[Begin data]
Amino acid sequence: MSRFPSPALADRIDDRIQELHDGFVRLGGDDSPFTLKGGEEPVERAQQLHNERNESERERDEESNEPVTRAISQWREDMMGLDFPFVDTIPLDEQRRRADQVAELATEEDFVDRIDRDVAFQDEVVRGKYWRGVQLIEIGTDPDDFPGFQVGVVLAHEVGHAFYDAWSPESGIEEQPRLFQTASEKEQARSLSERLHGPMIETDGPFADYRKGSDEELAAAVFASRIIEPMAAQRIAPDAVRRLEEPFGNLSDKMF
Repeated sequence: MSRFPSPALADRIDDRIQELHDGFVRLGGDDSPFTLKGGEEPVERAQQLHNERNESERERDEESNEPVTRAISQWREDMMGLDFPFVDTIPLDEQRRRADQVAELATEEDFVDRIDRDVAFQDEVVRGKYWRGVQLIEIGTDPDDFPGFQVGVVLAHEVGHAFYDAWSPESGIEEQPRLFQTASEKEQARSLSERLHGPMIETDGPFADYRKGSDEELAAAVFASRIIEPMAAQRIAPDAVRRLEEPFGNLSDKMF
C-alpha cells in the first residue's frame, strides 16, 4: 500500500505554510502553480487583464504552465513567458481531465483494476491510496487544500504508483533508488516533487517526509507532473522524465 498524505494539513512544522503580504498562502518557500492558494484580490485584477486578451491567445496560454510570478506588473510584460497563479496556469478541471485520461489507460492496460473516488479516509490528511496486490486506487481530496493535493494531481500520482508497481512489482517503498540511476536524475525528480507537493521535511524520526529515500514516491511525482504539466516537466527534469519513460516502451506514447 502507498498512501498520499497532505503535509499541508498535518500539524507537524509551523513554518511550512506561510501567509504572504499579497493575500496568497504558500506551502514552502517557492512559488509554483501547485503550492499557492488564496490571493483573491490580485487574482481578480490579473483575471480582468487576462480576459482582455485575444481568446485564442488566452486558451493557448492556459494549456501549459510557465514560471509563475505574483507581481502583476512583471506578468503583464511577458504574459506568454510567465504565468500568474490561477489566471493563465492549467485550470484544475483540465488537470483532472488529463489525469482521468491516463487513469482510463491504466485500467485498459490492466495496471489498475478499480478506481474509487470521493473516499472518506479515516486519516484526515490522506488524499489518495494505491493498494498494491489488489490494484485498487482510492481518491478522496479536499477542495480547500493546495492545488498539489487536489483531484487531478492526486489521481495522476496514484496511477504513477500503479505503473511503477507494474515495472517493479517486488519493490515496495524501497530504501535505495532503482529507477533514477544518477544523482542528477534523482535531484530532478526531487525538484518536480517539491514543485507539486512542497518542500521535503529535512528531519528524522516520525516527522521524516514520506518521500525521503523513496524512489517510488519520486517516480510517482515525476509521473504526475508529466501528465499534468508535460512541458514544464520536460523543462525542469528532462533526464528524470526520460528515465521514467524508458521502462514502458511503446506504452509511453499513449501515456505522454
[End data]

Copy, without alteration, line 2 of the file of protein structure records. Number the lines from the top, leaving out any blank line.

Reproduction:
Repeated sequence: MSRFPSPALADRIDDRIQELHDGFVRLGGDDSPFTLKGGEEPVERAQQLHNERNESERERDEESNEPVTRAISQWREDMMGLDFPFVDTIPLDEQRRRADQVAELATEEDFVDRIDRDVAFQDEVVRGKYWRGVQLIEIGTDPDDFPGFQVGVVLAHEVGHAFYDAWSPESGIEEQPRLFQTASEKEQARSLSERLHGPMIETDGPFADYRKGSDEELAAAVFASRIIEPMAAQRIAPDAVRRLEEPFGNLSDKMF